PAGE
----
The MLB rumor mill is still kicking as we head toward 2014.
Both the free-agent and trade markets still figure to be busy until the holidays and will pick back up again in January as teams try to round out their rosters for spring training.
Recently, names like shortstop Jimmy Rollins have popped up on the trading block, while there have been new rumblings regarding free agents like reliever Jesse Crain and infielder Mark Reynolds. Let's take a look at the latest rumors regarding these three players.
Jimmy Rollins, SS
It sounds like Philadelphia Phillies general manager Ruben Amaro Jr. is trying hard to shed some salary this offseason.
Last week, closer Jonathan Papelbon surfaced in trade rumors, while this week it's Rollins. On Monday, Buster Olney of ESPN reported that the Phillies are actively shopping the 35-year-old former MVP:
According to Cot's Baseball Contracts, Rollins is due $11 million this season and has a vesting option for 2015. Olney shared the benchmark Rollins needs to meet in order to guarantee his option:
While Papelbon is owed up to $39 million over the next three years, a maximum of $22 million for two years of Rollins makes him more affordable. But after his major drop in power in 2013, Rollins might be a hard chip to trade at this point.
In 160 games this past season, Rollins batted .252/.318/.348 with six homers, 39 RBIs and 22 stolen bases, the .348 slugging percentage representing the lowest mark of his career.
Stephen Drew is still a free agent, and the market drops off sharply after him, but there are very few teams that need shortstops at this point in the offseason. Rollins bounced back from a similar dip in production in 2003 (.263/.320/.387, eight HRs, 62 RBIs, 20 stolen bases), but he's 10 years older now and teams might be scared off by his big salary.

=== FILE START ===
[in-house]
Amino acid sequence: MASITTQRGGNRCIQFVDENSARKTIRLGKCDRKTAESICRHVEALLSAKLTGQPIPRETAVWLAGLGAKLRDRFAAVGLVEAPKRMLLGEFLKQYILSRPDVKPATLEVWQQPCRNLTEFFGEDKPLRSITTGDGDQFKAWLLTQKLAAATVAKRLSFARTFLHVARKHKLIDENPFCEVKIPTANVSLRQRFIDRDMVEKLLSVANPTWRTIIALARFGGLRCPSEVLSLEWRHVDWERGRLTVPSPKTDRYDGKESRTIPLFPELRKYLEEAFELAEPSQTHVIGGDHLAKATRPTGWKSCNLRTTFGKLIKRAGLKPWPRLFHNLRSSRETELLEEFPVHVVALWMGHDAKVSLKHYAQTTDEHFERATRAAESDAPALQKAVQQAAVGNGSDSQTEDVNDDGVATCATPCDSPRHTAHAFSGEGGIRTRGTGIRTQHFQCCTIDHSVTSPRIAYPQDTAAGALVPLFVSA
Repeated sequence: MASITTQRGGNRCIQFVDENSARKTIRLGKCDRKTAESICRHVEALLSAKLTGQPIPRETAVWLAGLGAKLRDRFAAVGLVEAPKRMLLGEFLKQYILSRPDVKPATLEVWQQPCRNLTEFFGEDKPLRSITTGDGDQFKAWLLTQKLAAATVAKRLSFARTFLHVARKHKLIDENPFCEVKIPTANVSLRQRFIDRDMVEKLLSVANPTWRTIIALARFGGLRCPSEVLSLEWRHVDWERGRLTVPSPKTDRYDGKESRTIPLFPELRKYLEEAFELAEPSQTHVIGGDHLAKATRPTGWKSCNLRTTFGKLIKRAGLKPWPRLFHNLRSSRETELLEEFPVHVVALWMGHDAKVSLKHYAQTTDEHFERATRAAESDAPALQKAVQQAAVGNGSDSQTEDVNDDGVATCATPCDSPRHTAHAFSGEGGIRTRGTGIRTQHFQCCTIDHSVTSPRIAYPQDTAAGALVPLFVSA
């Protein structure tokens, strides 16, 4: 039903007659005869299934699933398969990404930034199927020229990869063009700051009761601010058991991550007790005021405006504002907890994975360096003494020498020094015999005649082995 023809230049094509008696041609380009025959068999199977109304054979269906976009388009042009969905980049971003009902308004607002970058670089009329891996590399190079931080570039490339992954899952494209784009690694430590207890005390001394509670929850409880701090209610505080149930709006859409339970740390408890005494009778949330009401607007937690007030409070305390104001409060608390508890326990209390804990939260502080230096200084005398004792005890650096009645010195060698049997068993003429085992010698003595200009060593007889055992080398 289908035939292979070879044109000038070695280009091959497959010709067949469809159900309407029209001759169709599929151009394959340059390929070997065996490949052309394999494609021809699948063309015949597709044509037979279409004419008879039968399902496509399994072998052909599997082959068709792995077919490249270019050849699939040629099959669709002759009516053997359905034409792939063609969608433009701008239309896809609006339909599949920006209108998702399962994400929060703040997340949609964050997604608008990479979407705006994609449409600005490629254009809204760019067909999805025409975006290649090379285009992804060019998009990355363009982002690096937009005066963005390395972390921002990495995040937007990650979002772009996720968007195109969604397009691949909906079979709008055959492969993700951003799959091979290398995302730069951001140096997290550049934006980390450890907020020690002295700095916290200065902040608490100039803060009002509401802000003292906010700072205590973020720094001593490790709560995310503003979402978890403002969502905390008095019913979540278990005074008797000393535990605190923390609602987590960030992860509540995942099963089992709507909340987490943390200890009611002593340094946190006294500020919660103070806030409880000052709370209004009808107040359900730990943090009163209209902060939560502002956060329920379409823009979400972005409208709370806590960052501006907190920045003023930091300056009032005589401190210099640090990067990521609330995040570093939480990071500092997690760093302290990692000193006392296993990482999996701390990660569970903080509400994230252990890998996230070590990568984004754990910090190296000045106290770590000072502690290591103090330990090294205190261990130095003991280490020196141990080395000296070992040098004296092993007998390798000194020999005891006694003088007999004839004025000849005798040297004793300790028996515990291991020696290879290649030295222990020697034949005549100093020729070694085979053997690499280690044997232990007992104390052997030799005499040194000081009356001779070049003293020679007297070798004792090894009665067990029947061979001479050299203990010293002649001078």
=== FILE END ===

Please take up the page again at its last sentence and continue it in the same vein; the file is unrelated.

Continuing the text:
Amaro might be eager to trade away one of the many high-priced veterans on his roster, but it looks like it's going to be tough to unload one of those big contracts.
Jesse Crain, RHP
Jesse Crain was one of baseball's best relievers when he went down with a right-shoulder injury in June. Even though he was on the disabled list, that didn't stop the Tampa Bay Rays from acquiring him from the Chicago White Sox near the trading deadline.
Crain never pitched for the Rays, but now he's on the open market. According to Jon Morosi of FOX Sports, the interest for Crain has picked up lately.
Relief pitching is one area of the free-agent market where there are still plenty of quality options available, and Crain is one of them. He made 38 appearances in 2013, posting a 0.74 ERA, 1.15 WHIP and 11.3 K/9 ratio. In the previous two seasons with the White Sox, he had a combined 2.54 ERA, 1.18 WHIP and 10.3 K/9 in 118 outings.
While his season-ending injury is concerning, Crain showed he can be an elite setup man in the first half of last year, a valuable part of any bullpen. Given his recent injury, the 32-year-old Crain is likely in line for a short-term deal, per Morosi:
At this point, there are dozens of teams who want to bolster their bullpen so Crain should have plenty of offers to choose from this winter.
Mark Reynolds, 1B/3B
The slugging corner infielder still possesses some power, but it comes at the price of strikeouts. The pros and cons of Mark Reynolds' game are well known at this point, and the 30-year-old is arguably the top third baseman on the market now with Juan Uribe's two-year deal to stay with the Los Angeles Dodgers.
Over the past three seasons, Reynolds has also played a lot at first base, a logical move at this point of his career. According to Jon Heyman of CBS Sports, the New York Yankees have expressed interest in bringing Reynolds back in 2014:
The Yankees signed Reynolds in August after he was designated for assignment by the Cleveland Indians a week earlier. In 135 games this past season, he batted .220/.306./.393 with 21 HRs, 67 RBIs and 154 strikeouts.
New York could use a right-handed power bat and someone to spell Mark Teixeira at first base, so a move to bring Reynolds back makes sense for both sides. With Alex Rodriguez's status up in the air for 2014, Reynolds could also provide some third-base insurance.